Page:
chapter 2 materials and products discussed in acoustics 101 a few general materials as well as specific auralex products are discussed you may or may not be familiar with all of them so we will cover them here in detail to get that out of the way your local lumberyard or hardware store can probably guide you if you do not know exactly where to pick up the items discussed just be careful not to let them steer you wrong with substitutions or deletions what worked once to construct a tight good-sounding recording studio will always work because sound never changes auralex has no interest in reinventing the wheel which is exactly what we would be doing if we attempted to make claims that were counter to the proven construction techniques that are “out there.” the methods and materials outlined here have proven themselves to work many times over and should prove more than sufficient for your needs also with few exceptions do not add multiple layers of the materials specified in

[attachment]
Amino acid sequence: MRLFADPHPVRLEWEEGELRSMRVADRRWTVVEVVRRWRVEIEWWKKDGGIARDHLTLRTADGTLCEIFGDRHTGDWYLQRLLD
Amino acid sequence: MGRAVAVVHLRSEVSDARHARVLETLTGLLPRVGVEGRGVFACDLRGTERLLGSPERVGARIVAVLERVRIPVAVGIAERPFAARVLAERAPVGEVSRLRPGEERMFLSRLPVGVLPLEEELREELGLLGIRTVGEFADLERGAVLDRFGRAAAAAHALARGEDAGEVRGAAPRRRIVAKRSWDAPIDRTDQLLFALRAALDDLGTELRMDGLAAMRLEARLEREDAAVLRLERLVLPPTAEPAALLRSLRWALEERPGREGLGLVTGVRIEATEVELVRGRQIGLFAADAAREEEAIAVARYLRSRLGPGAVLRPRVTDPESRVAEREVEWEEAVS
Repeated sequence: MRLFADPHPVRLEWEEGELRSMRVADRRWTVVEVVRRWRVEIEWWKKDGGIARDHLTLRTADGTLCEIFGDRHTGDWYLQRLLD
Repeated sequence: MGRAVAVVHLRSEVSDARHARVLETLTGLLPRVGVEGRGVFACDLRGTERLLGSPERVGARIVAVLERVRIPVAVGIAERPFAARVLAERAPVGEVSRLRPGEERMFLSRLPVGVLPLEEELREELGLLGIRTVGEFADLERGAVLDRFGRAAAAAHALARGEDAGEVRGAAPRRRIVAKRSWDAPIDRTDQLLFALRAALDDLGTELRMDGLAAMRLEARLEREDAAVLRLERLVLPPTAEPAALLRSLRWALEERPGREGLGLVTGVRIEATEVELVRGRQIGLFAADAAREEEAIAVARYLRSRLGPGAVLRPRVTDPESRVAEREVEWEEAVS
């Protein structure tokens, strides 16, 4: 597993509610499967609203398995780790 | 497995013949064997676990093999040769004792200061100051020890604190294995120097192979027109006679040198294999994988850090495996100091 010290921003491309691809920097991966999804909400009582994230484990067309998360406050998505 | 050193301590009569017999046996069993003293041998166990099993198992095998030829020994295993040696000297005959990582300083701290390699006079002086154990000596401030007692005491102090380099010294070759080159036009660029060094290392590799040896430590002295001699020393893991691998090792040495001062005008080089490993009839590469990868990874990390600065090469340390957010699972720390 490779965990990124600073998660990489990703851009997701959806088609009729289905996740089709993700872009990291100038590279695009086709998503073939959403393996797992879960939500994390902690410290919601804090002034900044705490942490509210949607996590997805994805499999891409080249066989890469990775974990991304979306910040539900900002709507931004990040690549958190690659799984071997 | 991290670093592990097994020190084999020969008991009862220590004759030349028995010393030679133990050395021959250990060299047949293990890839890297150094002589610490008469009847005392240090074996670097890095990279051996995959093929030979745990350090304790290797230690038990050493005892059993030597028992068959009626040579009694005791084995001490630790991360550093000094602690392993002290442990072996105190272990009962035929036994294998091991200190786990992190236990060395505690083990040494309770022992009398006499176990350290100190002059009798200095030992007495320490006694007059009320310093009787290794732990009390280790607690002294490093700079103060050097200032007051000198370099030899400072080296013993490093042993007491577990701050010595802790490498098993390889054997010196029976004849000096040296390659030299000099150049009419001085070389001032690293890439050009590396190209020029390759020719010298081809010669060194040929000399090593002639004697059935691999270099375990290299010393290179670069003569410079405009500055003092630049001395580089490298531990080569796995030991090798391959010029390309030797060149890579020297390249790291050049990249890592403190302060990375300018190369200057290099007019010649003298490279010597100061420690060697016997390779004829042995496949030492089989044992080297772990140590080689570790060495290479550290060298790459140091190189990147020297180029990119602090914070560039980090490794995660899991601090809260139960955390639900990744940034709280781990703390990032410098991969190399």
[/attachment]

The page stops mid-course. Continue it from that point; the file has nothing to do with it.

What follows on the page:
do not have the space you can use 2x4s 2x3s or even 2x2s for the floor the specific material used may not matter as much as the proper implementation of the materials i.e the general method stays the same the preference if you have the space is 2x6 or larger because they allow for more trapped air space and better overall decoupling it is advisable to caulk all edges seams and corners as well as any penetrations – more on that elsewhere particularly where different materials meet leave about a ¼” gap in parallel seams and perpendicular corners and use our new acoustical sealant stopgap™ stopgap is an approved substitute for gypsum board “mud.” tape and finish as you normally would if for whatever reason you cannot build your wall/floor exactly as pictured be it a space limitation lack of funds etc first try to grasp the concepts used in the construction pictured if you are serious about wanting to stop sound transmission it is imperative that you